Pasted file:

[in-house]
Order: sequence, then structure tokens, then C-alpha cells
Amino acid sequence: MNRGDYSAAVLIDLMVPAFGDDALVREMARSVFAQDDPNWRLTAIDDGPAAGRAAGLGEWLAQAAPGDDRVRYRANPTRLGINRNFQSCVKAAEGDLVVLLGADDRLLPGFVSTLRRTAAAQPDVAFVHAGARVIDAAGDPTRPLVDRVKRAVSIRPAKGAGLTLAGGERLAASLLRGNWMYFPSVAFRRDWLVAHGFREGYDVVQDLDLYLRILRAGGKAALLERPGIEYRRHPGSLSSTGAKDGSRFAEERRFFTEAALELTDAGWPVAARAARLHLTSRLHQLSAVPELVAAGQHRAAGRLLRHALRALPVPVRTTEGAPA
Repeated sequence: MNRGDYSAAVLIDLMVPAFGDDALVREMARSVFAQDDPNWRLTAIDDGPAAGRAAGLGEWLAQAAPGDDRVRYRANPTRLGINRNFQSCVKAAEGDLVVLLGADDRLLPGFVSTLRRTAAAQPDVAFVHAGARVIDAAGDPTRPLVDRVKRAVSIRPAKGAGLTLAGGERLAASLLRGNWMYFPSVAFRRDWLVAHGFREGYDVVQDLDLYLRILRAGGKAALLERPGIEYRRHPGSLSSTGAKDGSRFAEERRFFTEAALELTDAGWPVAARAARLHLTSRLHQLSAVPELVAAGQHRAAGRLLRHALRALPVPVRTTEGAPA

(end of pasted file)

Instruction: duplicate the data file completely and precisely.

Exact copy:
[in-house]
Order: sequence, then structure tokens, then C-alpha cells
Amino acid sequence: MNRGDYSAAVLIDLMVPAFGDDALVREMARSVFAQDDPNWRLTAIDDGPAAGRAAGLGEWLAQAAPGDDRVRYRANPTRLGINRNFQSCVKAAEGDLVVLLGADDRLLPGFVSTLRRTAAAQPDVAFVHAGARVIDAAGDPTRPLVDRVKRAVSIRPAKGAGLTLAGGERLAASLLRGNWMYFPSVAFRRDWLVAHGFREGYDVVQDLDLYLRILRAGGKAALLERPGIEYRRHPGSLSSTGAKDGSRFAEERRFFTEAALELTDAGWPVAARAARLHLTSRLHQLSAVPELVAAGQHRAAGRLLRHALRALPVPVRTTEGAPA
Repeated sequence: MNRGDYSAAVLIDLMVPAFGDDALVREMARSVFAQDDPNWRLTAIDDGPAAGRAAGLGEWLAQAAPGDDRVRYRANPTRLGINRNFQSCVKAAEGDLVVLLGADDRLLPGFVSTLRRTAAAQPDVAFVHAGARVIDAAGDPTRPLVDRVKRAVSIRPAKGAGLTLAGGERLAASLLRGNWMYFPSVAFRRDWLVAHGFREGYDVVQDLDLYLRILRAGGKAALLERPGIEYRRHPGSLSSTGAKDGSRFAEERRFFTEAALELTDAGWPVAARAARLHLTSRLHQLSAVPELVAAGQHRAAGRLLRHALRALPVPVRTTEGAPA